That is why I’ve decided to cut myself loose from these harmful distractions, and it’s why I think you should do so as well. Instead of feverishly checking your Twitter feed for the latest musings of a famous know-nothing, crack open a book on a subject you find interesting. I’m currently reading a brilliant biography on one of my favorite philosophers, David Hume. Unlike mindlessly scrolling through my social media feed, with the turn of each page, my mind does not suffer from diminishing returns. Rather than watching your politically-preferred cable news network of-choice, turn off that television and use that time to find a quiet place to meditate – to placate your mind, not to agitate it further with gratuitous noise, contrived conflict, and vacuous commentary. Lastly, find it in yourself to learn to love yourself. Without question, I’ve been characterized as somewhat of a perfectionist by those who know me best; however, in my drive to be the best, I was often my harshest critic. It was soon after I received my cancer diagnosis that I realized this was a terrible mistake. The biggest cause of the stress in my life came not from the outside, but from within. I regret not realizing that earlier on. So, try not to be so hard on yourself. Perfection at the expense of finding that internal peace that makes for a happy life is too high a price to pay. So, refrain from paying it.
In conclusion, I would like to thank you for taking the time out of your busy (but, hopefully, not too busy) day to read my story. I hope it has aroused your curiosity and given you pause to reflect on some of those pre-conceived notions about cancer – especially, lung cancer – that you may have harbored prior to reading this article. Furthermore, I hope you use my story – improbable, though it may sound – to counter what are the altogether pernicious and prevalent misconceptions about lung cancer patients discussed earlier. Remember, if you have lungs, you can get lung cancer; it’s as simple as that, so consider a prevention strategy noted above. Now, before I dispatch with another one of my moralizing tirades and risk losing the progress I’ve made up until now, I’ll end it here. Go forth, and remember, that your personal well-being is the only thing of any real consequence in this life. And, in case you are wondering, I am thriving 18 months since that difficult day in June, and, for now, all is in remission. Rest assured; I intend to keep things that way.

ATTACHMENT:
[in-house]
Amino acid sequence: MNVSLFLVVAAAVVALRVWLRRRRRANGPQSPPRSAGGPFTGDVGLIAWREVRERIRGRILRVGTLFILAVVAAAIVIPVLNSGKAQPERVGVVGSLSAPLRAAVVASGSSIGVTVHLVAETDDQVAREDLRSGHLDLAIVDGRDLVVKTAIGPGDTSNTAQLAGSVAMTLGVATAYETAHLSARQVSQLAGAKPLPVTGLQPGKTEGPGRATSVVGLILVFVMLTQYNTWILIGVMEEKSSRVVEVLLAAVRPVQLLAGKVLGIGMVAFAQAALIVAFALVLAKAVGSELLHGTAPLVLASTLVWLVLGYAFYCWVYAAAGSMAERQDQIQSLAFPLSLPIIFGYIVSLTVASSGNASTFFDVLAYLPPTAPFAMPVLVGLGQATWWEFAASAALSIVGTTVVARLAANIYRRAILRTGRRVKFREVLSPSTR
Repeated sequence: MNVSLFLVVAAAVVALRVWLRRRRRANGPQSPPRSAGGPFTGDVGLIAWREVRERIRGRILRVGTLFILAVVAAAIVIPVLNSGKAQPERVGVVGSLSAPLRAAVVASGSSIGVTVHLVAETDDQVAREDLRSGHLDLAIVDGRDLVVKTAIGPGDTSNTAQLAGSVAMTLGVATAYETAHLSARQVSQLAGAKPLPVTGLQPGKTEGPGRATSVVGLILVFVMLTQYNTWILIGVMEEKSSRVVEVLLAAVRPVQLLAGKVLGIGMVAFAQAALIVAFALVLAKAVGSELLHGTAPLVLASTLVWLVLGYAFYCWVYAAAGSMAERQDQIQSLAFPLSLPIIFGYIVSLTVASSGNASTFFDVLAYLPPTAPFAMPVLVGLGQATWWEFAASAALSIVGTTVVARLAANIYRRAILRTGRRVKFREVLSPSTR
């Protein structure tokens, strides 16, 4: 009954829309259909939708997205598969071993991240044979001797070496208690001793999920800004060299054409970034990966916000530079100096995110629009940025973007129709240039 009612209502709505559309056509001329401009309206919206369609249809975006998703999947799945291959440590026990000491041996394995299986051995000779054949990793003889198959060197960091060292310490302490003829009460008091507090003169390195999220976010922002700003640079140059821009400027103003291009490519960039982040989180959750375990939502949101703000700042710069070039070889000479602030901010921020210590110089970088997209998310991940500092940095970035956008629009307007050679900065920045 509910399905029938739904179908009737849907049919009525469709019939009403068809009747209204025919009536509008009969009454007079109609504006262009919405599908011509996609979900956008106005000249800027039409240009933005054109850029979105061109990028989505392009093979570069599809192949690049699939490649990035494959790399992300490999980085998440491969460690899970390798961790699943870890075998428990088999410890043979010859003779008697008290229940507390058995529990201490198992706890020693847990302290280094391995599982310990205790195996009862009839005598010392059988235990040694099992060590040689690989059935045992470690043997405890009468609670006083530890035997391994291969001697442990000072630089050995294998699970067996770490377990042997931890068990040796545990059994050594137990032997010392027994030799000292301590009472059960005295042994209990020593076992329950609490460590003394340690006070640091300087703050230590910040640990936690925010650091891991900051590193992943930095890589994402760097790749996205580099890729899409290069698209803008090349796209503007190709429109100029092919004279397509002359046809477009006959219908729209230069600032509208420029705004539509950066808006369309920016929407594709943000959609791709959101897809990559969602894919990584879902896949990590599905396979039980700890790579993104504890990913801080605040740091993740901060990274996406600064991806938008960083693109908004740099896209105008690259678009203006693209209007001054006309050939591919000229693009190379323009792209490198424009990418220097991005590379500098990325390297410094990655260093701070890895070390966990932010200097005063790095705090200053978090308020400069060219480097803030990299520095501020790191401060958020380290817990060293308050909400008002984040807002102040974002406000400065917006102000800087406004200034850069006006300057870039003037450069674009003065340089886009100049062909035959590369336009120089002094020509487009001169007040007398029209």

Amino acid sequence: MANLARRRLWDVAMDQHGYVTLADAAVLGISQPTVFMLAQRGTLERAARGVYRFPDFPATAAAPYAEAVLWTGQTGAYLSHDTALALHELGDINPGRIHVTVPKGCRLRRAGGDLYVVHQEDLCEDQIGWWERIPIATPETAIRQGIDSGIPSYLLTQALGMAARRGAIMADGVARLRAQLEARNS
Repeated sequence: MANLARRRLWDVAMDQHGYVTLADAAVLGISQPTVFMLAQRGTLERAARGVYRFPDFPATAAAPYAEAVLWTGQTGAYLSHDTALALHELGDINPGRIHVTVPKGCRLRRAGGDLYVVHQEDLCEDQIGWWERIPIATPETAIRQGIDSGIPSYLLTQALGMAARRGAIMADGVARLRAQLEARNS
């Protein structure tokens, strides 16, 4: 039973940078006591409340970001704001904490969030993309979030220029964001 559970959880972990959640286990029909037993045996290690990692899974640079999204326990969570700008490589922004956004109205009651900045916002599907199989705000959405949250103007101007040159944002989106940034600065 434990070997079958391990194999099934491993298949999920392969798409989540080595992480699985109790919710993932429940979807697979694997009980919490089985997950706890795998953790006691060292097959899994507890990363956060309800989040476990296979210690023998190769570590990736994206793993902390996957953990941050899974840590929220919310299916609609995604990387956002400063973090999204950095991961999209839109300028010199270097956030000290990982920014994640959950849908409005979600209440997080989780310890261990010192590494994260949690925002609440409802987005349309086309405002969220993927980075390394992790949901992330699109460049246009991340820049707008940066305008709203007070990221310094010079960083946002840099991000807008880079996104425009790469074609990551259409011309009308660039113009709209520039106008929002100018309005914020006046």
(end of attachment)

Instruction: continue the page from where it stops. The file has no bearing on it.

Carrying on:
“Cancers Linked to Tobacco Use Make up 40% of All Cancers Diagnosed in the United States.” Centers for Disease Control and Prevention, Centers for Disease Control and Prevention, 10 Nov. 2016, www.cdc.gov/media/releases/2016/p1110-vital-signs-cancer-tobacco.html.
 “Lung Cancer Screening Guidelines.” American Cancer Society, www.cancer.org/health-care-professionals/american-cancer-society-prevention-early-detection-guidelines/lung-cancer-screening-guidelines.html.
 “A Combo of Fasting plus Vitamin C Is Effective for Hard-to-Treat Cancers, Study Shows.” ScienceDaily, ScienceDaily, 12 May 2020, www.sciencedaily.com/releases/2020/05/200512151941.htm.